+1 on an adjustable objective as most rimfire scopes are factory set parallax free @ 50 yds. Out past that you will definately want an A.O.
 

guht

Bearcat
Joined
Aug 21, 2009
Messages
4
Thanks for the good info fancypicker.

Is there a scope that acts as a good go between with an AO for target and hunting?

This scope seems to advertise itself as such, but it doesnt seem to state specifically that it has an AO.

http://www.muelleroptics.com/products/MAPV451440.html

Also, when mounting would I want a low, medium, or high mount? Whats the difference?

Thanks for all the info!
 

Snake45

Hawkeye
Joined
Mar 14, 2009
Messages
6,120
Location
+4020
guht":1osbofqk said:
This scope seems to advertise itself as such, but it doesnt seem to state specifically that it has an AO.
Yes, it's AO. Many shooters at Rimfirecentral.com love this scope.
 
A

Anonymous

Also, when mounting would I want a low, medium, or high mount? Whats the difference?

The closer you can get your objective lens to the barrel's centerline the better, so the lowest rings (mount) possible are the best.

That being said, The scope you are looking at hase a 40MM objective lens so probably medium is the smallest you will get away with.
 

wwb

Hunter
Joined
Nov 18, 2004
Messages
2,787
Location
wisconsin
An adjustable objective scope is not the best choice for hunting - especially if you're going after animals that could show up at nearly any distance, and will be on the move. Unless the scope is set for the range at which the target appears, the image will be blurry.... and the greater the discrepancy between setting and actual range, the blurrier it gets.

If you want to make the gun do dual-duty, get a Leupold QD base, two sets of Leupold QD rings, and two scopes. The Leupold mounts will hold their zero within an inch at 100 yards, and once they are both zeroed, you can switch from one scope to another in seconds.
 

Snake45

Hawkeye
Joined
Mar 14, 2009
Messages
6,120
Location
+4020
wwb":ruszigui said:
Unless the scope is set for the range at which the target appears, the image will be blurry.... and the greater the discrepancy between setting and actual range, the blurrier it gets.
Oh, it will not. AO doesn't change the focus of the image, all it does is put the image and the reticle in the same focal plane so that they don't move in relation to each other.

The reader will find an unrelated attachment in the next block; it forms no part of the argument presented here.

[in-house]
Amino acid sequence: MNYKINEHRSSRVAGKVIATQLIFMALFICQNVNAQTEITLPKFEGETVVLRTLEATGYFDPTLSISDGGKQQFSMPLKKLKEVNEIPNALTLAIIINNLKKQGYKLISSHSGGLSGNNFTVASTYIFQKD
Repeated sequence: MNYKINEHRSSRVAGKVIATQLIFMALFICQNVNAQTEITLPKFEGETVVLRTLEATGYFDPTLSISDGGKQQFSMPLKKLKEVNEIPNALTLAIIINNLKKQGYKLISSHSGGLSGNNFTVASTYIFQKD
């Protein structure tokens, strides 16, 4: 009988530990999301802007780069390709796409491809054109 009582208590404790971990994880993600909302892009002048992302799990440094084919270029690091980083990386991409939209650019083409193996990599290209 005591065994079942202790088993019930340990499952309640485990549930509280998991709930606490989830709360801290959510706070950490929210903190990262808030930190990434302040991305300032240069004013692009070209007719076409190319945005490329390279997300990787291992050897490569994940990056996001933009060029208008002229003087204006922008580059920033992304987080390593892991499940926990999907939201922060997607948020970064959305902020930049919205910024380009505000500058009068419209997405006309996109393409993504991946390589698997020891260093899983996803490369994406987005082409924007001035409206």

I've used various AO scopes on my .22s for years at ranges from 50 feet to 125 yards and have never had a target out of focus after I've adjusted the eyepiece.

For hunting, just set the AO to your most likely hunting distance--40 yards or 50 or 75 or whatever and forget about it. You'll be just fine.
 
A

Anonymous

AO doesn't change the focus of the image, all it does is put the image and the reticle in the same focal plane so that they don't move in relation to each other

What he said.

For hunting, just set the AO to your most likely hunting distance--40 yards or 50 or 75 or whatever and forget about it. You'll be just fine.

Snake is correct, but there are a few more steps to it.

1. Adjust magnification.
2. Adjust objective lens to most likely hunting/exact target range.
3. Adjust fast focus eyepiece to focus image.
4. Aim.
5. Squeeeeeeeeeeze.
6. Hope for a bang.
 

guht

Bearcat
Joined
Aug 21, 2009
Messages
4
Thanks for all the helpful info!

I went with the Mueller 4.5-14x40AO APV, which seems like a good all purpose scope at a nice price point!

I also chose the deadnutz medium mount.

I should get it all this week and hope to be out playing by the weekend! ;-)

Thanks again, and Ill post back my results!
 

wwb

Hunter
Joined
Nov 18, 2004
Messages
2,787
Location
wisconsin
Snake45":1qbhc9ih said:
.....I've used various AO scopes on my .22s for years at ranges from 50 feet to 125 yards and have never had a target out of focus after I've adjusted the eyepiece........